'Go to God, tell Him what all your flaws are and say, Can you work with me?'

A surfer asks: "Is there some Noel Gallagher story I don't know?" Honey, I'll bet there are way too many Noel Gallagher stories none of us even want to know. But the event you are probably thinking of is this.


"God Must Have A Great Sense of Humor to Have Me On Board"

A witty comment from Catching My Breath after watching O'Reilly:
I am so inspired everytime Bono talks about the AIDS crisis in Africa. He did a great job on O'Reilly last night. Inspired, ashamed, motivated, stunned.... What questions will God ask me when I pass from this life?
God: Micheal, what did you do to help the helpless?
Micheal: Um, I blogged about Bono doing something.
Something tells me that won't cut it.


Another blogger

After rereading the other book on U2 and God, Walk On, Andy (of Andy and Shona's Blog) is beginning a series of posts about U2 songs/albums in which he finds some spiritual significance. The first one's about October. In his intro to the series he asked, "Much of their music touches my spirit in a way that many church choruses wouldn't even get near. Why is this?"


Doing God's work on Fox

I can see why @U2 (who have given us more hits this week than we ever had in our lives) singled out the closing moments of Bono's O'Reilly Factor appearance last night as particularly telling:
O'REILLY: You're certainly doing God's work. I mean, I admire you very much for what you're doing.
BONO: God must have a great sense of humor to have me on board.
O'REILLY: No. No. We need people like you to command a worldwide audience and to get people at least thinking about this. And then we need the politicians out here in the convention, in both conventions to come up with a strategy. I do agree that if America could take the lead, it would turn public opinion around and help us in the war on terror.

However, a moment I found personally moving, though almost peripheral to the main topic - but perhaps not really - was this:
O'REILLY: I understand the late Jesse Helms, the arch-conservative, the late Jesse Helms of North Carolina was a very big booster of your cause, is that correct?
BONO: Yes. It's been amazing. I've been really surprised. You know, I came at this from -- you know, I grew up in a Labour household, you can imagine in the north side of Dublin. I have all my opinions. I had my opinions of conservatives, and they weren't all good. And then I met some conservatives that really turned me around on that. They were religious conservatives. They were people that, well, had their convictions that were different to mine, but they held them, you know, from a true place.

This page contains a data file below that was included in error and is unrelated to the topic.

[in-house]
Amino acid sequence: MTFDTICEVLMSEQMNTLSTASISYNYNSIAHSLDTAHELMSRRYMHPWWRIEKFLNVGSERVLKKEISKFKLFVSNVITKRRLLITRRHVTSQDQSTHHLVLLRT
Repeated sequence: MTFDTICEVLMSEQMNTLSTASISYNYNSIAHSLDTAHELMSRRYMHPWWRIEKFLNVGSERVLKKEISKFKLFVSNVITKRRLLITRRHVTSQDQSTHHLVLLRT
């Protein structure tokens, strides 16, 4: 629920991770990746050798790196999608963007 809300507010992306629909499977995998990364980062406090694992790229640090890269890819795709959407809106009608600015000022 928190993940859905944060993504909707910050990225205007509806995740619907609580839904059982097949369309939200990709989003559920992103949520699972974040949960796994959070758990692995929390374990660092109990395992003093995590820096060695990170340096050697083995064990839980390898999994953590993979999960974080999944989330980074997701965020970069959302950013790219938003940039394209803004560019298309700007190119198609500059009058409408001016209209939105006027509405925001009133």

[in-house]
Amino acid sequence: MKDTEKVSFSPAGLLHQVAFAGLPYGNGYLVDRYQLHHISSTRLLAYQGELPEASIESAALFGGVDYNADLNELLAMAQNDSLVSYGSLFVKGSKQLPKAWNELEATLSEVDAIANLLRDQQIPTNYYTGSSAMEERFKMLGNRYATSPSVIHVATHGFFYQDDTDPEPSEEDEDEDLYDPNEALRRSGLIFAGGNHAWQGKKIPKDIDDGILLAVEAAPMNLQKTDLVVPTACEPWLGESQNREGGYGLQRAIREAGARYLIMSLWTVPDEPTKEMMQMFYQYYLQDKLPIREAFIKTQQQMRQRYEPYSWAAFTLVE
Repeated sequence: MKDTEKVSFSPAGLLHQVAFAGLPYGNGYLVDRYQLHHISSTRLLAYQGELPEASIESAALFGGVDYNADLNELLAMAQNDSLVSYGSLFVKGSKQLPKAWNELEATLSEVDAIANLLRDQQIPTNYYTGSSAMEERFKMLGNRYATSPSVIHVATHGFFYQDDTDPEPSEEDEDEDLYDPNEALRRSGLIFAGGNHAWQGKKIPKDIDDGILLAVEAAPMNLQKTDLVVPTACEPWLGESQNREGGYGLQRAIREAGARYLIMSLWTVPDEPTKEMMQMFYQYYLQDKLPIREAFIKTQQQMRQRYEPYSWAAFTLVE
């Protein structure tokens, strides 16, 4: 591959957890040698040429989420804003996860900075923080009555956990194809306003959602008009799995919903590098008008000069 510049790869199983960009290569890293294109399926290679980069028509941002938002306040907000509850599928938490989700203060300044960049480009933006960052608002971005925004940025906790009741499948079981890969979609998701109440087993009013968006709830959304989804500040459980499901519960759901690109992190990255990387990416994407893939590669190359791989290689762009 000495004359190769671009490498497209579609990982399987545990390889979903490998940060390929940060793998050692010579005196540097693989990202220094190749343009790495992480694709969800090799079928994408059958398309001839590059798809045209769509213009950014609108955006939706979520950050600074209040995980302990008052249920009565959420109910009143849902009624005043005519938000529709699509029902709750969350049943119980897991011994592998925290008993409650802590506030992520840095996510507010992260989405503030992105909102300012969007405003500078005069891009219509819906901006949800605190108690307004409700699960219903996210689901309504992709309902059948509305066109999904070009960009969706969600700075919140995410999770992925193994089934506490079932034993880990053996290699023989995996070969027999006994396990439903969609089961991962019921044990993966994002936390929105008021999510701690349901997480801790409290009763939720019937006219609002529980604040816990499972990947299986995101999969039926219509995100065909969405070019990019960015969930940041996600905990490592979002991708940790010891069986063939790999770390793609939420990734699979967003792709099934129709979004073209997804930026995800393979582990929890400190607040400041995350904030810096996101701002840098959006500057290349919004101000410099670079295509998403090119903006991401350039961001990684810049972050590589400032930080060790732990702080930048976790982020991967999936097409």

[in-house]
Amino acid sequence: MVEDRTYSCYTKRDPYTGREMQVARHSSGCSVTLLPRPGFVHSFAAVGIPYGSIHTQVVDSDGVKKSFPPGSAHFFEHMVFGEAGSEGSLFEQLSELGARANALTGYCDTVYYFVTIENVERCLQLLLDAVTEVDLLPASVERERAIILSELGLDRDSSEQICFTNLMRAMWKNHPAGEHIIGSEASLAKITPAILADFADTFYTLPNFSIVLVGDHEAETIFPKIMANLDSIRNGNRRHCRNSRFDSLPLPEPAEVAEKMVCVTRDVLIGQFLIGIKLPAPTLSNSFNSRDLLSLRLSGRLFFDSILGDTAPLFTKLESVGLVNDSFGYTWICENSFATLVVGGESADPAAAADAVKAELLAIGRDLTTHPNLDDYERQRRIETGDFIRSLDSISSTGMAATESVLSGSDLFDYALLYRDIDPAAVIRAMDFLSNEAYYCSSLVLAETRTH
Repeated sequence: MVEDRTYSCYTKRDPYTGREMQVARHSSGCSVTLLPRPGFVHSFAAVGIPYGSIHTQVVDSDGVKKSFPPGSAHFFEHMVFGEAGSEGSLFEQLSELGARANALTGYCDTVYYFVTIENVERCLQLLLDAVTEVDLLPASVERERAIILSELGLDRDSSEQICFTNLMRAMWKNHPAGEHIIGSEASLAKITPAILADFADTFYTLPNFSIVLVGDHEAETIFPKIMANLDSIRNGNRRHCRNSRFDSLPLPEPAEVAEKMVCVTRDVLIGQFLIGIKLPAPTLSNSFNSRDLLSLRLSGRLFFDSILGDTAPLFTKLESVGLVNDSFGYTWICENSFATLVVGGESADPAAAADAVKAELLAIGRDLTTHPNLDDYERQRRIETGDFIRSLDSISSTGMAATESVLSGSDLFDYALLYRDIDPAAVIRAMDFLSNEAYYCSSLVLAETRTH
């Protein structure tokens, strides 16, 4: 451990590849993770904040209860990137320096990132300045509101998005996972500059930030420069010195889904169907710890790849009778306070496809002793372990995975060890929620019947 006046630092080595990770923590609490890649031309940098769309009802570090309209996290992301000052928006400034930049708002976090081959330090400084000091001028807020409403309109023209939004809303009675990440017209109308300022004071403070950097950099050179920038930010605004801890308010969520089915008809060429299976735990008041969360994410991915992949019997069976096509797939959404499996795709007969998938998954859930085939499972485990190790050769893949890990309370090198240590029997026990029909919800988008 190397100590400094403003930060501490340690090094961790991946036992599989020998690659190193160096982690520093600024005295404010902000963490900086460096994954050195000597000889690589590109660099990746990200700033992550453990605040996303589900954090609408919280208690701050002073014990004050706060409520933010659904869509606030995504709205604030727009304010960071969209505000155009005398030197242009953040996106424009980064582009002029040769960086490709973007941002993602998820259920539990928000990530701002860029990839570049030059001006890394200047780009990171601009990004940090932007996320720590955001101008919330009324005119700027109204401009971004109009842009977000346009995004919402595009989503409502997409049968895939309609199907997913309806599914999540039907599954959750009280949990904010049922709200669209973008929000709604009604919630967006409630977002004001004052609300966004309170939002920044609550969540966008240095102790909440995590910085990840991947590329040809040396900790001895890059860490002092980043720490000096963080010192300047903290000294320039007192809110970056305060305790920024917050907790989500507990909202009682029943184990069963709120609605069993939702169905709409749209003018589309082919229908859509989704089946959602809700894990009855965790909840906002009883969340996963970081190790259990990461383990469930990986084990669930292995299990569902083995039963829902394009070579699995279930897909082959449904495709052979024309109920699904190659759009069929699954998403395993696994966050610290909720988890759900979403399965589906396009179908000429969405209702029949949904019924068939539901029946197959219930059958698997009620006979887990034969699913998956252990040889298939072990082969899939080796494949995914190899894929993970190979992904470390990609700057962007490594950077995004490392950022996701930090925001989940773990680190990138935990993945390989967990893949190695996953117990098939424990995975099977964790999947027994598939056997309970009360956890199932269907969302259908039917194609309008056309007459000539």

I know a lot of churches, a lot of people, who need a workshop these days on how to be able to believe that someone who holds convictions different to yours can hold them from a true place.


Stumbling Toward Faith virtual book tour

Today this blog is participating in a virtual book tour for Renee Altson, who was kind enough to send out an item or two related to Get Up Off Your Knees through the Youth Specialties email list, and who now has a book of her own, Stumbling Toward Faith. I read Renee's story in one stunned, tearful evening, and have been telling people the book ought to be required for any Christian leader who has the illusion that "a church background" is by definition benign.

The book tour began yesterday, with a commendation of the book by the inimitable Real Live Preacher, and continues until the end of the month. Renee and I emailed a bit about connections for her visit to a narrow-topic blog like this one, which only exists as the odd, half-promotional spawn of a book of sermons drawing on U2 songs. And we ended up noting U2's skill at lament....
Beth: One of the things I've learned in working on Get Up Off Your Knees is how many people in the Body of Christ are rediscovering the importance of lament - speaking honestly to God in the midst of an experience of evil and suffering instead of trying to make things seem "nice." What has lament meant to you as you've "stumbled toward faith"?

Renee: i think that discovering lament was what helped me survive. i grew up in a world where everything was "nice" - where we weren't allowed to question god or connect with our grief - there was no permission to truly feel anything... everything was always about pretending; about hiding.

in fact, my first real connection with u2 came with their song "40" - the refrain "how long" completely echoed the aching yearning longing brokenness in me, and i remember singing that one part over and over and over under my breath in my darkest moments. the odd thing about that song was that the passage wasn't new, it was taken directly out of the bible - but it was a part of the bible and a part of the journey that had been denied to me.
so i embrace lament. i believe it is part of the wholeness we are created to have; the people we are created to be.
Thanks to Renee for the redemptive lament that is Stumbling Toward Faith, and for permission to post her thoughts. All the bloggers participating are asked to link to the next two sites on the tour; so I'm linking Jordon Cooper and Cory Aldrich.

When God, like Elvis, has left the building

One among many hat tips to Jordon Cooper for this quote from Reggie McNeal, The Present Future, which is currently flying madly around the Christian blogosphere (I got it about 8 times in my RSS reader already today and have shortened it a bit in a couple places):
We have a church in North America that is more secular than the culture. ...Church people still think that secularism holds sway and that people outside the church have trouble connecting to God. The problem is that when people come to church expecting to find God, they often encounter a religious club holding a meeting where God is conspicuously absent. It may feel like a self-help seminar or even a political rally. But if pre-Christians came expecting to find God -- sorry! They may experience more spiritual energy at a U2 concert...